Preparing for your appointment

It's likely that your family doctor or your child's pediatrician will notice signs and symptoms of progeria during regular checkups. After evaluation, your child may be referred to a medical genetics specialist.

Here's some information to help you prepare for your appointment.

What you can do

To get ready for your appointment, make a list of:

  • Any signs and symptoms your child has been experiencing, and for how long.
  • Your child's key medical information, including recent illnesses, any medical conditions, and the names and dosages of any medications, vitamins, herbs or other supplements.
  • Questions you want to ask the doctor.

Some basic questions to ask the doctor may include:

  • What is likely causing my child's signs and symptoms?
  • Are there any other possible causes?
  • What kinds of tests does my child need?
  • Are treatments available for this condition?
  • What are the complications of this condition?
  • Are my other children or family members at increased risk of this condition?
  • Are there clinical trials underway for which my child may be eligible?
  • Do you recommend that my child see a specialist?
  • How can I find other families who are coping with this condition?

What to expect from your doctor

Your doctor is likely to ask you a number of questions. Be ready to answer them to reserve time to go over points you want to focus on.

  • When did you first notice that something may be wrong?
  • What signs and symptoms have you noticed?
  • Has your child been diagnosed with any notable diseases or conditions? If so, what was the treatment?
  • How is your family coping?
April 27, 2017
References
  1. National Library of Medicine. Hutchinson-Gilford progeria syndrome. Genetics Home Reference. https://ghr.nlm.nih.gov/condition/hutchinson-gilford-progeria-syndrome. Accessed Feb. 1, 2017.
  2. Learning about progeria. National Human Genome Research Institute. https://www.genome.gov/11007255/learning-about-progeria/. Accessed Feb. 1, 2017.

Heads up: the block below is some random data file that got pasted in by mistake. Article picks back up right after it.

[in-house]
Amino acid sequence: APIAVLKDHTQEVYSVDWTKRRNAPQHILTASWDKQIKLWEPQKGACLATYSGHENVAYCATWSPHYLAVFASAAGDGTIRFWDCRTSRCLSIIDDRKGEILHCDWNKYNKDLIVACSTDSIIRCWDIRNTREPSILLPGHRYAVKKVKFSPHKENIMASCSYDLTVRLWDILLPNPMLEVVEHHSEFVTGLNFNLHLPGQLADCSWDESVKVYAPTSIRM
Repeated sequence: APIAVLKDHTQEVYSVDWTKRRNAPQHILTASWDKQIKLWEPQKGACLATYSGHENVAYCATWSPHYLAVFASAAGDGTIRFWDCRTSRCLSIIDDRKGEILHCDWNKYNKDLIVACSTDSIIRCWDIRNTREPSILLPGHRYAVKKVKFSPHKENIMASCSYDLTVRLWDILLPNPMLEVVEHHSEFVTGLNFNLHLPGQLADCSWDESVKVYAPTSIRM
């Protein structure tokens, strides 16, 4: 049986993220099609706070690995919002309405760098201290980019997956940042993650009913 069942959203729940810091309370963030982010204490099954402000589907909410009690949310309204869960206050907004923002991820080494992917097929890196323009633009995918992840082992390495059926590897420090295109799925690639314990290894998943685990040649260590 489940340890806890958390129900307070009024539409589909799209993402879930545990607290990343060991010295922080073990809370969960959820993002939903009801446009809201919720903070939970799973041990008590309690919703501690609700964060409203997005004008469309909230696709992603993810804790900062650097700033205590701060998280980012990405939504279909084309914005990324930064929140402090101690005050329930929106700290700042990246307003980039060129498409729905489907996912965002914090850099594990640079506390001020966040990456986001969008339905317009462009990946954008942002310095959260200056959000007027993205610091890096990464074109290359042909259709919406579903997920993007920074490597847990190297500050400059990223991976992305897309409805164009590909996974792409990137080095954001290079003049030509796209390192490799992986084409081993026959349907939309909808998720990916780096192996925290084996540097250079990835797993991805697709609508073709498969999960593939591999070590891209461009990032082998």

3. Hutchinson-Gilford progeria. National Organization for Rare Disorders. https://rarediseases.org/rare-diseases/hutchinson-gilford-progeria/. Accessed Feb. 1, 2017.
  4. Progeria (Hutchinson-Gilford syndrome). Merck Manual Professional Version. http://www.merckmanuals.com/professional/pediatrics/miscellaneous-disorders-in-infants-and-children/progeria. Accessed Feb. 1, 2017.
  5. Progeria. National Institutes of Health. https://report.nih.gov/nihfactsheets/viewfactsheet.aspx?csid=59. Accessed Feb. 1, 2017.
  6. Chronic illness and children. American Academy of Child and Adolescent Psychiatry. https://www.aacap.org/AACAP/Families_and_Youth/Facts_for_Families/FFF-Guide/The-Child-With-A-Long-Term-Illness-019.aspx. Accessed Feb. 1, 2017.
  7. Swahari V, et al. Speeding up the clock: The past, present and future of progeria. Development, Growth and Differentiation. 2016;58:116.
  8. The progeria handbook: A guide for families and health care providers of children with progeria. Progeria Research Foundation. http://www.progeriaresearch.org/patient_care.html. Accessed Feb. 1, 2017.
  9. Johnson JN (expert opinion). Mayo Clinic, Rochester, Minn. March 6, 2017.